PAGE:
The stratified charge engine
is a type of internal-combustion engine, similar in some ways to the Diesel cycle, but running on normal gasoline. The name refers to the layering of fuel/air mixture, the charge inside the cylinder.
In a traditional Otto cycle engine the fuel and air are mixed outside the cylinder and are drawn into it during the intake stroke. The air/fuel ratio is kept very close to stoichiometric, which is defined as the exact amount of air necessary for a complete combustion of the fuel. This mixture is easily ignited and burns smoothly.
The problem with this design is that after the combustion process is complete, the resulting exhaust stream contains a considerable amount of free single atoms of oxygen and nitrogen, the result of the heat of combustion splitting the O2 and N2 molecules in the air. These will readily react with each other to create NOx, a pollutant. A catalytic converter in the exhaust system re-combines the NOx back into O2 and N2 in modern vehicles.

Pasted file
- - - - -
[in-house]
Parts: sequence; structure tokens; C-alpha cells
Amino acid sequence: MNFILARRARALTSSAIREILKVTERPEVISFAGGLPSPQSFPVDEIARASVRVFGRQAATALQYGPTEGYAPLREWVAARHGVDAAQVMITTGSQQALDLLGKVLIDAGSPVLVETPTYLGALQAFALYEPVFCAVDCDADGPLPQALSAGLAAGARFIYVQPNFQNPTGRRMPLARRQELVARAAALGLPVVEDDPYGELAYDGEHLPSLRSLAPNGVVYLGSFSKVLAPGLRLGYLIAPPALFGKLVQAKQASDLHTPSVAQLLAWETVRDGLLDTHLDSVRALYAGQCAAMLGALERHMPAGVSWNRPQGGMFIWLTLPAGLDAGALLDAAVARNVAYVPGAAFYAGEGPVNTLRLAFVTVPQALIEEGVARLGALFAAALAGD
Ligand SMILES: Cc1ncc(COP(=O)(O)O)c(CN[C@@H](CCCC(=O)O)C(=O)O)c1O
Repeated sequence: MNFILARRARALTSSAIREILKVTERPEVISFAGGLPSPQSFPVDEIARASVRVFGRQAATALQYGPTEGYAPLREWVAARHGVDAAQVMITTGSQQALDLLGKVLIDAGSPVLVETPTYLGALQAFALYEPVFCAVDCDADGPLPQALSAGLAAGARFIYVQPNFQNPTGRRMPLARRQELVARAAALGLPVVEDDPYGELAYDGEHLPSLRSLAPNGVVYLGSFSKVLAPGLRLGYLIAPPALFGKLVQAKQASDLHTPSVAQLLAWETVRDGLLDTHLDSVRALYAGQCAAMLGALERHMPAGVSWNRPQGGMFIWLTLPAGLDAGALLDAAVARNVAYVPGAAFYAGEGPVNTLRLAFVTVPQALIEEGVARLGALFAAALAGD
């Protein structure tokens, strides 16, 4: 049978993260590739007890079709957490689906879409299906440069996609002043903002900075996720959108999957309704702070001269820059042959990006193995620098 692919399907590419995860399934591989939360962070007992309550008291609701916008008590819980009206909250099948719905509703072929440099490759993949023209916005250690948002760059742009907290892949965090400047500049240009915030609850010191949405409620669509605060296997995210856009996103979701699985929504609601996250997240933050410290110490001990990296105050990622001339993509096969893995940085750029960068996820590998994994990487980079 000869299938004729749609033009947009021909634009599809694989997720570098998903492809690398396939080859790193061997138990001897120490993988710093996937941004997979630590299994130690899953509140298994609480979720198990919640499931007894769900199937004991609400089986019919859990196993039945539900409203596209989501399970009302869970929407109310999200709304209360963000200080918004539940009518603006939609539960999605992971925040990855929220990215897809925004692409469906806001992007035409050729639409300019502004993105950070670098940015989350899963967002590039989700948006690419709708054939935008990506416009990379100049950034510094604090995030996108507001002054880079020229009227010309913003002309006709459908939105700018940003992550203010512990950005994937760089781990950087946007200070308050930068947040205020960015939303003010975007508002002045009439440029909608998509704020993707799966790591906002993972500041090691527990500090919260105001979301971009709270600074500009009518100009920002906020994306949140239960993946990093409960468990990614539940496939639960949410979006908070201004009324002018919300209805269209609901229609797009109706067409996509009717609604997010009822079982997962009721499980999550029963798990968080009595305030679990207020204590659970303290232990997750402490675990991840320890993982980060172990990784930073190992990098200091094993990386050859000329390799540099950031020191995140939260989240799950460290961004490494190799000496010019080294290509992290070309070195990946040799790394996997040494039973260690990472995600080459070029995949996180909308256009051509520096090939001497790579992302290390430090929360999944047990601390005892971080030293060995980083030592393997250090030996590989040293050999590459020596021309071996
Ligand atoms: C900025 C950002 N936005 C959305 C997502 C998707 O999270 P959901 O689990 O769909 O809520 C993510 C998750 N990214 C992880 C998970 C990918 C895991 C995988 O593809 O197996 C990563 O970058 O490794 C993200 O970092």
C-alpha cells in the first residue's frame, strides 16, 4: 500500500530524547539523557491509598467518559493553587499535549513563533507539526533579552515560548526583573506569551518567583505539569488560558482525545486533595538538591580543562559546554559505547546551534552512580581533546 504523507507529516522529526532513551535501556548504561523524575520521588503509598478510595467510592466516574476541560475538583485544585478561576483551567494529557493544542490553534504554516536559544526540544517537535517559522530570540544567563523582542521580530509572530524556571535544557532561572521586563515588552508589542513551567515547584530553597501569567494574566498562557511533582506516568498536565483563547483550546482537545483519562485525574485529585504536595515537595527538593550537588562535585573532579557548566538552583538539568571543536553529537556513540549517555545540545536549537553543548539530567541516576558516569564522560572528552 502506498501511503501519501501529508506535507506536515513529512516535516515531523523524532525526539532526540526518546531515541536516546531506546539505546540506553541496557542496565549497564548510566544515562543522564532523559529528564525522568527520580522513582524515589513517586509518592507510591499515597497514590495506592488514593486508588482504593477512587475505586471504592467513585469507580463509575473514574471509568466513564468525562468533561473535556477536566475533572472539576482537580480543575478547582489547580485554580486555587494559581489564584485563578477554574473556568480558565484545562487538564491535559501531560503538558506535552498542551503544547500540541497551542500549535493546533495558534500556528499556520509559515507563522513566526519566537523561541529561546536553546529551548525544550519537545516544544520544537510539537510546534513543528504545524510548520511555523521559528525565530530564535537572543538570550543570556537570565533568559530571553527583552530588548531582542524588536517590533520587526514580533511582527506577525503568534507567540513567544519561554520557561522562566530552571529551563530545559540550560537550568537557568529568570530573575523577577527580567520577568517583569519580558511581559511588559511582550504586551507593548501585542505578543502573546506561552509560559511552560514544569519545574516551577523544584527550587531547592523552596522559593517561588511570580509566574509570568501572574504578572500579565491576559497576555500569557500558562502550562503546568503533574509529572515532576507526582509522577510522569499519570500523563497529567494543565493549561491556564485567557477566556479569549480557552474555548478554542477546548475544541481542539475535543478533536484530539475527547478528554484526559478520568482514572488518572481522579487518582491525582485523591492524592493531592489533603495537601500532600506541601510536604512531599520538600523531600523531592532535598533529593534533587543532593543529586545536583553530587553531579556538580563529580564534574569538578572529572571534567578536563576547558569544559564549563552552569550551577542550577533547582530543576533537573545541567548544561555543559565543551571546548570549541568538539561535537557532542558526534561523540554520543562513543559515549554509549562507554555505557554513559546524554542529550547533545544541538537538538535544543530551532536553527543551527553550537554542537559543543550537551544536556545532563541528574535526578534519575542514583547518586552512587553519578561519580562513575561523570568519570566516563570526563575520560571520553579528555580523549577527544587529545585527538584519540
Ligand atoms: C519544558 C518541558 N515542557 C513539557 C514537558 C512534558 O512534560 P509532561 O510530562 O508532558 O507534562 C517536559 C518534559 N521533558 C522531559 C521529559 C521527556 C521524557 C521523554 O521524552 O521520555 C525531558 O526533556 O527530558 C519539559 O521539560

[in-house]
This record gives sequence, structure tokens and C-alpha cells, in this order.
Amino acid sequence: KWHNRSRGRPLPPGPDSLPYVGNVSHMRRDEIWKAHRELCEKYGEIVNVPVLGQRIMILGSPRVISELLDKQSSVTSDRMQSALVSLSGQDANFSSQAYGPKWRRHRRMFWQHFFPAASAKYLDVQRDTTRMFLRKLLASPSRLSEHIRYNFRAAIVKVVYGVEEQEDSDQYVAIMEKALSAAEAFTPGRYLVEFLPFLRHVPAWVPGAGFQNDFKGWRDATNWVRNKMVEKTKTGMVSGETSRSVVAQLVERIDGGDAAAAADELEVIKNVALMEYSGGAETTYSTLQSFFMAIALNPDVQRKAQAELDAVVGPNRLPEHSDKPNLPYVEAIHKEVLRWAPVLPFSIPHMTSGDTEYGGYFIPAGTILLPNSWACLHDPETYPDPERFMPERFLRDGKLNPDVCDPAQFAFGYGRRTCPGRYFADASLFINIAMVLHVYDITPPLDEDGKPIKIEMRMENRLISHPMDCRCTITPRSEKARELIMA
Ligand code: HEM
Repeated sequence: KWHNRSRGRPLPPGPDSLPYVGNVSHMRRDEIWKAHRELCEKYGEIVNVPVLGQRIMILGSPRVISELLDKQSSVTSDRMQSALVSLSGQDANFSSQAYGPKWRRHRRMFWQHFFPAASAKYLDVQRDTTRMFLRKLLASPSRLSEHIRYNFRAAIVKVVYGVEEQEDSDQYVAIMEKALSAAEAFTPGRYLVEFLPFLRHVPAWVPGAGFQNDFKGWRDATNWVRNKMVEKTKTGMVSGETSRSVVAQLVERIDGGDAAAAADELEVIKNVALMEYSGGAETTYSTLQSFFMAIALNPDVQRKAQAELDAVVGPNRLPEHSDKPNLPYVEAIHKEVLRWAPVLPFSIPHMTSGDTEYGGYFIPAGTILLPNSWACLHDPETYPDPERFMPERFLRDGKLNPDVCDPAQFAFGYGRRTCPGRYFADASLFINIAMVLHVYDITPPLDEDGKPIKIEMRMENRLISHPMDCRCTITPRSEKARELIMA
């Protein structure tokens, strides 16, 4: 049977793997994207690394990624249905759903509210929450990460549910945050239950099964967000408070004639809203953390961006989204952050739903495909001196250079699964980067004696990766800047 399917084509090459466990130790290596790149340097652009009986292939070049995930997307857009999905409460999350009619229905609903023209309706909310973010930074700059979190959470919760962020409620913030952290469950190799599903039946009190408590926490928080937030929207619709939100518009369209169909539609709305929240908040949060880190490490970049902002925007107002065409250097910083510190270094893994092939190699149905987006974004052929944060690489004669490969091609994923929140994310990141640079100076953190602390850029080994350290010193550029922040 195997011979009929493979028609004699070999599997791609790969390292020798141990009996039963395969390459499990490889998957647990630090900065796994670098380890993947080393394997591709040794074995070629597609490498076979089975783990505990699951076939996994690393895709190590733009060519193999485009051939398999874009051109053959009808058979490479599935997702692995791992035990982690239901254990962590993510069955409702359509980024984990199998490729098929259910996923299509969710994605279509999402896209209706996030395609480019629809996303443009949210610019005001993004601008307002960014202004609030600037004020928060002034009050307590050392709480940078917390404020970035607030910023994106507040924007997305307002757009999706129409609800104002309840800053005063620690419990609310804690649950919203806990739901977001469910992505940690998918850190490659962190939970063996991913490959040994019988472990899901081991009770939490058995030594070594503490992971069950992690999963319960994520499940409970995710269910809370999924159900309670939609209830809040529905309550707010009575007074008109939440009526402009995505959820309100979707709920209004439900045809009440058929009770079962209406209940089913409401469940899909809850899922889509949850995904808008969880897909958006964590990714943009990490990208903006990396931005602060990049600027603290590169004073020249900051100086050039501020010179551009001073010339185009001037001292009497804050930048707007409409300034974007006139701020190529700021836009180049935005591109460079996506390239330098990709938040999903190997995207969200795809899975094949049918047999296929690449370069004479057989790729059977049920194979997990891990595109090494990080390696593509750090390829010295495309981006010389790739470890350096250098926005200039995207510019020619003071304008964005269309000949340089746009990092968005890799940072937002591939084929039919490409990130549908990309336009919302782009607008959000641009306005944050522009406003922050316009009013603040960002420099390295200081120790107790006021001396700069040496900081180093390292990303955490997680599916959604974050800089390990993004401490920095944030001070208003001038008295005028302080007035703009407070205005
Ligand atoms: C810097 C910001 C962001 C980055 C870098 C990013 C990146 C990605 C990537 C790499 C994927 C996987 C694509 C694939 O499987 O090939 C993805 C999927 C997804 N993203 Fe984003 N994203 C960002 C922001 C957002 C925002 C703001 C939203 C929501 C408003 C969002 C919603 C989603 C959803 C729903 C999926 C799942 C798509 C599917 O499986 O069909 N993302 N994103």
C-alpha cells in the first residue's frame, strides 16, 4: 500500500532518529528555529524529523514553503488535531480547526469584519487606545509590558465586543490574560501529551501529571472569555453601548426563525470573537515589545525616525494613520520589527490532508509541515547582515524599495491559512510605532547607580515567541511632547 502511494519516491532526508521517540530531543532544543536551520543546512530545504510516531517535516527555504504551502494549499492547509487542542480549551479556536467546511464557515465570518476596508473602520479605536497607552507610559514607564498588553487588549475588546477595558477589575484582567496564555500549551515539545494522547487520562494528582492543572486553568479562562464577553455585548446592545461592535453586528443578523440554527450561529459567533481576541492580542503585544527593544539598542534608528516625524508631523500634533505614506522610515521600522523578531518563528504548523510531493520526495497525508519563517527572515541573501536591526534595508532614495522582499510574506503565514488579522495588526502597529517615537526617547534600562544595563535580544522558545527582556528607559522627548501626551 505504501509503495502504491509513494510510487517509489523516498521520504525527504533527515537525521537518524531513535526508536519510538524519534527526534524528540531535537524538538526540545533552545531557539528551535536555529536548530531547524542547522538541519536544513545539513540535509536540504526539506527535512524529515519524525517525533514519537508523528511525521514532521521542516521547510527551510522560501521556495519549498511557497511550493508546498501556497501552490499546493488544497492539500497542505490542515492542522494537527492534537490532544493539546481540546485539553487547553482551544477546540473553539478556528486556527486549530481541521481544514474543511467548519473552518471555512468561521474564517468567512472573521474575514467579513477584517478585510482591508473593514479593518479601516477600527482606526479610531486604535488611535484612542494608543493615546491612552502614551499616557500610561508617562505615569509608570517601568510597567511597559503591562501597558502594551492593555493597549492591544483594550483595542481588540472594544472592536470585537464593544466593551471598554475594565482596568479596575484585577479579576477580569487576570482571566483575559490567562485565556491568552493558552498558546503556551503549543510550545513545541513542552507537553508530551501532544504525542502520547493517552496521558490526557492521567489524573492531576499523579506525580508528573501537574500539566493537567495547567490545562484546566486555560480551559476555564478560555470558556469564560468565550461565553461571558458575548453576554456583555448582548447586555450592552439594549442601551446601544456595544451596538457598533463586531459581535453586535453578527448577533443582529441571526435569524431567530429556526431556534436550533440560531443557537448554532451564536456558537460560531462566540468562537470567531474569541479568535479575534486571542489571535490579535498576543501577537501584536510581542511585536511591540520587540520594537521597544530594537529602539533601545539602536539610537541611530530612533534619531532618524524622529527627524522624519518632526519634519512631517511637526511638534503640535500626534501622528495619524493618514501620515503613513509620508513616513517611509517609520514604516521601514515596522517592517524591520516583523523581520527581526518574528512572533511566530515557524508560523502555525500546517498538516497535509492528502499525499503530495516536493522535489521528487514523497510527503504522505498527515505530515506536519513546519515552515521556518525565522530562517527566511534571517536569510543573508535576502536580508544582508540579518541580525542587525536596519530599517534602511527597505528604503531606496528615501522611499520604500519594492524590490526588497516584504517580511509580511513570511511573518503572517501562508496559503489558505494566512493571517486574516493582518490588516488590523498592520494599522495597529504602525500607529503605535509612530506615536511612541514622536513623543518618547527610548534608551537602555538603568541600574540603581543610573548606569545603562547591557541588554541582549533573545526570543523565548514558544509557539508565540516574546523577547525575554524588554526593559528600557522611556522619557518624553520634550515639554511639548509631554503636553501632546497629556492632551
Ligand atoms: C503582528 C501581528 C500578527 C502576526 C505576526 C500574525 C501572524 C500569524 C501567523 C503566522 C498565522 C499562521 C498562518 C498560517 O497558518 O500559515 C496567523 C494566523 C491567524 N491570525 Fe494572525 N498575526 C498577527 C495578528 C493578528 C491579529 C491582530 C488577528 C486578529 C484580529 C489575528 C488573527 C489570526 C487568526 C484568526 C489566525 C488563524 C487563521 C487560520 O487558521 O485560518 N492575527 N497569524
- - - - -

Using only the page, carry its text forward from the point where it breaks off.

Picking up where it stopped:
A Diesel engine, on the other hand, injects the fuel into the cylinder directly. This has the advantage of avoiding premature spontaneous combustionâ€a problem known as detonation or ping that plagues Otto cycle enginesâ€and allows the Diesel to run at much higher compression ratios. This leads to a more fuel-efficient engine. That is why they are commonly found in applications where they are being run for long periods of time, such as in trucks.